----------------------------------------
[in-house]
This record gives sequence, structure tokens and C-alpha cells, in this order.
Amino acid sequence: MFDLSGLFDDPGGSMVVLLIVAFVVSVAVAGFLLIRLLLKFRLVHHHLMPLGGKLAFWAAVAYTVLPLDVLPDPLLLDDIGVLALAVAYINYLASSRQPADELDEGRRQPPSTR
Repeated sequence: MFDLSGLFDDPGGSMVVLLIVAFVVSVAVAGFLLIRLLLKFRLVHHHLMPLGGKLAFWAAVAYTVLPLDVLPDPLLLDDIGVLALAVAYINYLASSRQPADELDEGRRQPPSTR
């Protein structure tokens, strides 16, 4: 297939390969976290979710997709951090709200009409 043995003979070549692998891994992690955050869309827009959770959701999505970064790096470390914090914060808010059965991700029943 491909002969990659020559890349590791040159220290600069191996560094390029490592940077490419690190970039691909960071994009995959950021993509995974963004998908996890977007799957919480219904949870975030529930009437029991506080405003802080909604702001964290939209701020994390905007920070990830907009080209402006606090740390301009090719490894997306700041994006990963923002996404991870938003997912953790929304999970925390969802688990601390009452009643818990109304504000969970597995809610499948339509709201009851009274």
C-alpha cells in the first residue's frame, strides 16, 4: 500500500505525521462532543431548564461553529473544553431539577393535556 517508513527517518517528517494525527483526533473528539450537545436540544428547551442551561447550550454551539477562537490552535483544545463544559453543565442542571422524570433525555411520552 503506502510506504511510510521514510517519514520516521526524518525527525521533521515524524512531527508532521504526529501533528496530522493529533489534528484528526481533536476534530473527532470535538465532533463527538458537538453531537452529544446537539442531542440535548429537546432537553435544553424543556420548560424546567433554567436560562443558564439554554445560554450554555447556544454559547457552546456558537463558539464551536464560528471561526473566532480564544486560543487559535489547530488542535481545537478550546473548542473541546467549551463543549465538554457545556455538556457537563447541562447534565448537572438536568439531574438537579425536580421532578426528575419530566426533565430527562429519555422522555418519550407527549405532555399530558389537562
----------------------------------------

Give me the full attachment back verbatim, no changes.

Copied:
[in-house]
This record gives sequence, structure tokens and C-alpha cells, in this order.
Amino acid sequence: MFDLSGLFDDPGGSMVVLLIVAFVVSVAVAGFLLIRLLLKFRLVHHHLMPLGGKLAFWAAVAYTVLPLDVLPDPLLLDDIGVLALAVAYINYLASSRQPADELDEGRRQPPSTR
Repeated sequence: MFDLSGLFDDPGGSMVVLLIVAFVVSVAVAGFLLIRLLLKFRLVHHHLMPLGGKLAFWAAVAYTVLPLDVLPDPLLLDDIGVLALAVAYINYLASSRQPADELDEGRRQPPSTR
């Protein structure tokens, strides 16, 4: 297939390969976290979710997709951090709200009409 043995003979070549692998891994992690955050869309827009959770959701999505970064790096470390914090914060808010059965991700029943 491909002969990659020559890349590791040159220290600069191996560094390029490592940077490419690190970039691909960071994009995959950021993509995974963004998908996890977007799957919480219904949870975030529930009437029991506080405003802080909604702001964290939209701020994390905007920070990830907009080209402006606090740390301009090719490894997306700041994006990963923002996404991870938003997912953790929304999970925390969802688990601390009452009643818990109304504000969970597995809610499948339509709201009851009274």
C-alpha cells in the first residue's frame, strides 16, 4: 500500500505525521462532543431548564461553529473544553431539577393535556 517508513527517518517528517494525527483526533473528539450537545436540544428547551442551561447550550454551539477562537490552535483544545463544559453543565442542571422524570433525555411520552 503506502510506504511510510521514510517519514520516521526524518525527525521533521515524524512531527508532521504526529501533528496530522493529533489534528484528526481533536476534530473527532470535538465532533463527538458537538453531537452529544446537539442531542440535548429537546432537553435544553424543556420548560424546567433554567436560562443558564439554554445560554450554555447556544454559547457552546456558537463558539464551536464560528471561526473566532480564544486560543487559535489547530488542535481545537478550546473548542473541546467549551463543549465538554457545556455538556457537563447541562447534565448537572438536568439531574438537579425536580421532578426528575419530566426533565430527562429519555422522555418519550407527549405532555399530558389537562